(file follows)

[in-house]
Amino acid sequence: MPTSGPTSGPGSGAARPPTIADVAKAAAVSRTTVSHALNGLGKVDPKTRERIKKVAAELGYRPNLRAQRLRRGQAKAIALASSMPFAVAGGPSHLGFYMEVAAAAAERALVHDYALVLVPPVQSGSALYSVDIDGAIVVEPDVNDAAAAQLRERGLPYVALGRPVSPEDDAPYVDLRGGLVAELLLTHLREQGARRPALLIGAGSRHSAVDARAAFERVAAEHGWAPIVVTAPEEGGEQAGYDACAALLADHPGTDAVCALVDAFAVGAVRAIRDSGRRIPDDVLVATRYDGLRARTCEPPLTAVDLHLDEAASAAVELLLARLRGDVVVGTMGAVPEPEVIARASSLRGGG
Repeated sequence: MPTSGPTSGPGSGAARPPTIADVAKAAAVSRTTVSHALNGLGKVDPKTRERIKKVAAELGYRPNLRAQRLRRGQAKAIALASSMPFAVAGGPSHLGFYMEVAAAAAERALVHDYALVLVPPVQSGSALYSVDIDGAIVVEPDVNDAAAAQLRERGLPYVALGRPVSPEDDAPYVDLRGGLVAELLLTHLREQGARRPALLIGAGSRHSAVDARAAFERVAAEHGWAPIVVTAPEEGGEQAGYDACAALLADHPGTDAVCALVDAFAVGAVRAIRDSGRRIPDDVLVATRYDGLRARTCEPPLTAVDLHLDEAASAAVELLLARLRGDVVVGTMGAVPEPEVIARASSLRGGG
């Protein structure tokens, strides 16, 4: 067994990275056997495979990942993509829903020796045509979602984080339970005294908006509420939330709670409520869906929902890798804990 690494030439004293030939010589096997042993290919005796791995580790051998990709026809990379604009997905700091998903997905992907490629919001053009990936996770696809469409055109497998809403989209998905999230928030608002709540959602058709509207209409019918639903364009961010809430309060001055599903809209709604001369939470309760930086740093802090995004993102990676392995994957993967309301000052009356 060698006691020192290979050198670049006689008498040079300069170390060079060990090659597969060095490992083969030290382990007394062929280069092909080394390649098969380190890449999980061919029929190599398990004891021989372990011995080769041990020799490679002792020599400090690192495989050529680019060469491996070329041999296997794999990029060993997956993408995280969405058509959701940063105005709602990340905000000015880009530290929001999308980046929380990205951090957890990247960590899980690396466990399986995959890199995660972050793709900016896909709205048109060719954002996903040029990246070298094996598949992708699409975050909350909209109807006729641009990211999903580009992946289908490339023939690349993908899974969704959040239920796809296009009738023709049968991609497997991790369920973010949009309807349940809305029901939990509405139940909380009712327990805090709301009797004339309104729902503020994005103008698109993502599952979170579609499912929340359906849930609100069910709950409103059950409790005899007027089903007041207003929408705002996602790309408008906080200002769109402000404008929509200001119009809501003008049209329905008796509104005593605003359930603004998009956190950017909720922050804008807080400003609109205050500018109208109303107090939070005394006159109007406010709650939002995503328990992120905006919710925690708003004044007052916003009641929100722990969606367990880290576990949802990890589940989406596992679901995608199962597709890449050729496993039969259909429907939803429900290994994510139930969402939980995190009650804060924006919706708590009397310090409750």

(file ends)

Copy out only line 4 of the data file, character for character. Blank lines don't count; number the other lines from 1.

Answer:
């Protein structure tokens, strides 16, 4: 067994990275056997495979990942993509829903020796045509979602984080339970005294908006509420939330709670409520869906929902890798804990 690494030439004293030939010589096997042993290919005796791995580790051998990709026809990379604009997905700091998903997905992907490629919001053009990936996770696809469409055109497998809403989209998905999230928030608002709540959602058709509207209409019918639903364009961010809430309060001055599903809209709604001369939470309760930086740093802090995004993102990676392995994957993967309301000052009356 060698006691020192290979050198670049006689008498040079300069170390060079060990090659597969060095490992083969030290382990007394062929280069092909080394390649098969380190890449999980061919029929190599398990004891021989372990011995080769041990020799490679002792020599400090690192495989050529680019060469491996070329041999296997794999990029060993997956993408995280969405058509959701940063105005709602990340905000000015880009530290929001999308980046929380990205951090957890990247960590899980690396466990399986995959890199995660972050793709900016896909709205048109060719954002996903040029990246070298094996598949992708699409975050909350909209109807006729641009990211999903580009992946289908490339023939690349993908899974969704959040239920796809296009009738023709049968991609497997991790369920973010949009309807349940809305029901939990509405139940909380009712327990805090709301009797004339309104729902503020994005103008698109993502599952979170579609499912929340359906849930609100069910709950409103059950409790005899007027089903007041207003929408705002996602790309408008906080200002769109402000404008929509200001119009809501003008049209329905008796509104005593605003359930603004998009956190950017909720922050804008807080400003609109205050500018109208109303107090939070005394006159109007406010709650939002995503328990992120905006919710925690708003004044007052916003009641929100722990969606367990880290576990949802990890589940989406596992679901995608199962597709890449050729496993039969259909429907939803429900290994994510139930969402939980995190009650804060924006919706708590009397310090409750």